New England Transcendentalism - Research Article from Encyclopedia of Philosophy

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The Nature of Transcendentalism

"What is popularly called Transcendentalism among us," Emerson explained to a Boston audience in 1842, "is Idealism; Idealism as it appears in 1842" ("The Transcendentalist"). Yet we must add that it was a form of idealism that included and frequently confused the technical or epistemological idealism of the post-Kantian philosophers and the more vaguely understood "idealism"—in the sense of romantic aspirationism—of Wordsworth's "Intimations" ode and Novalis's Fragmente. The term transcendental was derived, Emerson claimed, from the use made of it by Kant, who had demonstrated that there was "a very important class of ideas, or imperative forms, which did not come by experience, but through which experience was acquired; that these were intuitions [sic] of the mind itself"; and that Kant had called them "Transcendental forms." This somewhat subjective exposition (contrast, for example, Critique of Pure Reason, B 25, A 11–12) led...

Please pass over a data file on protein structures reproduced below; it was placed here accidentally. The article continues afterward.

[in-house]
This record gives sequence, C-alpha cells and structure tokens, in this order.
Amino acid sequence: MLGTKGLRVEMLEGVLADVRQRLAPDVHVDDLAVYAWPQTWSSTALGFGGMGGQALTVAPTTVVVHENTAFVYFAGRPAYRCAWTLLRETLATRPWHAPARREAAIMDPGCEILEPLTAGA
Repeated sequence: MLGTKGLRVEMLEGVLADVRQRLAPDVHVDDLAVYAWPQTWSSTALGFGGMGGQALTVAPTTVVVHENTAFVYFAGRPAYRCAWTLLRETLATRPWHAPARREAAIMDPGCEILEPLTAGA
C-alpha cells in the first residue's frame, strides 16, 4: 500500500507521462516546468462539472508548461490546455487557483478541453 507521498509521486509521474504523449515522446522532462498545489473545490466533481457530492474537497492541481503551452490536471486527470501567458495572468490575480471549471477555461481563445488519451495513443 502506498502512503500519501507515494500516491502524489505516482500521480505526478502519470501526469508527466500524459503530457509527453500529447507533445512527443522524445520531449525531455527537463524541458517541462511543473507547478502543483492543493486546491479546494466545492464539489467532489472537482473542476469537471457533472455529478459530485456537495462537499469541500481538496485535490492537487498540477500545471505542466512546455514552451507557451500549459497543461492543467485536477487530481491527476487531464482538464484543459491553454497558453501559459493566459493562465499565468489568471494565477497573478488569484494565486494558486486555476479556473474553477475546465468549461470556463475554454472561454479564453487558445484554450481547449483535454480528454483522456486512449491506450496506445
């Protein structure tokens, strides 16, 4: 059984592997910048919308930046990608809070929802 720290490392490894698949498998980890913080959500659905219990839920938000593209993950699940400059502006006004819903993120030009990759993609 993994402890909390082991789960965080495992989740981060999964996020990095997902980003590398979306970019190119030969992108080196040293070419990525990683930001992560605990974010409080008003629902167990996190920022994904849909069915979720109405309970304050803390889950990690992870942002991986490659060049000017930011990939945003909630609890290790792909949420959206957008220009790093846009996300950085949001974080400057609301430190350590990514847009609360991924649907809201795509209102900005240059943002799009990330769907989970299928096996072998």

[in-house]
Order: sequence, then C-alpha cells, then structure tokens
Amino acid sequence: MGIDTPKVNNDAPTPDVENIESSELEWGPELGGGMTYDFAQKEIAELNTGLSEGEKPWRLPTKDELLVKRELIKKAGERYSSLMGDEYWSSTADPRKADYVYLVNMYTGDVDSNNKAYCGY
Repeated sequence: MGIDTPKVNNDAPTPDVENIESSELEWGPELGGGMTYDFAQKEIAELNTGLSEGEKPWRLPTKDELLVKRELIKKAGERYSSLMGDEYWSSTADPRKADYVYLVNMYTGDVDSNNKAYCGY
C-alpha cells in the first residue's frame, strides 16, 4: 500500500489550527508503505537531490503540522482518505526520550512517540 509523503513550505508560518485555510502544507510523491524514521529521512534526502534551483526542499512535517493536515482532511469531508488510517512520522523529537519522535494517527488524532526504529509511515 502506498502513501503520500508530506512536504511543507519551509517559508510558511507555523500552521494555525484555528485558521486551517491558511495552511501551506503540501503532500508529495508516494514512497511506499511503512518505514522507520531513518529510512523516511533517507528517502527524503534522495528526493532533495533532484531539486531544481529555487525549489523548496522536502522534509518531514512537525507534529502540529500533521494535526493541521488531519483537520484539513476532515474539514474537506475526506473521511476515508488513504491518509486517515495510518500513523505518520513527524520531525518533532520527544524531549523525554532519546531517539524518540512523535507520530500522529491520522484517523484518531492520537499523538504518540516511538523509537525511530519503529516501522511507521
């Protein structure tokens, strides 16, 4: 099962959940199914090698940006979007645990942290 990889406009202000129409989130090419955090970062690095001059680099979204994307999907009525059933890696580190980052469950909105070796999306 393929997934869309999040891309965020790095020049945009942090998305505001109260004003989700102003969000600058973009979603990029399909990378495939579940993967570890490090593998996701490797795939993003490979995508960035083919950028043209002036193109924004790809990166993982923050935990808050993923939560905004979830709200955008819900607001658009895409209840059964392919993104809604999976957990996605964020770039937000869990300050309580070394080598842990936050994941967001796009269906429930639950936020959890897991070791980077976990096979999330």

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This section contains 1,495 words
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New England Transcendentalism from Encyclopedia of Philosophy. Copyright © 2001-2006 by Macmillan Reference USA, an imprint of the Gale Group. All rights reserved.
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